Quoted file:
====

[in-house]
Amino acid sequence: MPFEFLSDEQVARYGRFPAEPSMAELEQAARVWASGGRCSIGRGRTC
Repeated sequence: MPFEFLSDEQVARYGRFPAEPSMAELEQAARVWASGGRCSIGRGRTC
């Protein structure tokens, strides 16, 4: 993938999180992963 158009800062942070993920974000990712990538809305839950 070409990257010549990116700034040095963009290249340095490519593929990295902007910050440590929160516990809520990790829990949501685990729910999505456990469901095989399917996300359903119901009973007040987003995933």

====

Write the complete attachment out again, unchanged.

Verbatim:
[in-house]
Amino acid sequence: MPFEFLSDEQVARYGRFPAEPSMAELEQAARVWASGGRCSIGRGRTC
Repeated sequence: MPFEFLSDEQVARYGRFPAEPSMAELEQAARVWASGGRCSIGRGRTC
């Protein structure tokens, strides 16, 4: 993938999180992963 158009800062942070993920974000990712990538809305839950 070409990257010549990116700034040095963009290249340095490519593929990295902007910050440590929160516990809520990790829990949501685990729910999505456990469901095989399917996300359903119901009973007040987003995933």